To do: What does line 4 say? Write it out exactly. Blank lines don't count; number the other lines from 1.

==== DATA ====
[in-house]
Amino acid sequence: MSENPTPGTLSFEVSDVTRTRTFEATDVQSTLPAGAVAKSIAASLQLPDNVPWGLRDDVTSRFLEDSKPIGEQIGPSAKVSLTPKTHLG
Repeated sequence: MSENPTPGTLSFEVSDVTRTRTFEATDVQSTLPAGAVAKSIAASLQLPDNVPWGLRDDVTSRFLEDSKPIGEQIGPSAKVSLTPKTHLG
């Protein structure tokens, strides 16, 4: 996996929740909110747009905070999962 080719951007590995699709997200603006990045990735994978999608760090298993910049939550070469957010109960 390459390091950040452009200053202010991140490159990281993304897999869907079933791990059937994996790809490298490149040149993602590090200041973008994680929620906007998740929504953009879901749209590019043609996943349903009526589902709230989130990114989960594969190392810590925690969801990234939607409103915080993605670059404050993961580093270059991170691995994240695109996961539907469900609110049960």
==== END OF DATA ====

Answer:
């Protein structure tokens, strides 16, 4: 996996929740909110747009905070999962 080719951007590995699709997200603006990045990735994978999608760090298993910049939550070469957010109960 390459390091950040452009200053202010991140490159990281993304897999869907079933791990059937994996790809490298490149040149993602590090200041973008994680929620906007998740929504953009879901749209590019043609996943349903009526589902709230989130990114989960594969190392810590925690969801990234939607409103915080993605670059404050993961580093270059991170691995994240695109996961539907469900609110049960």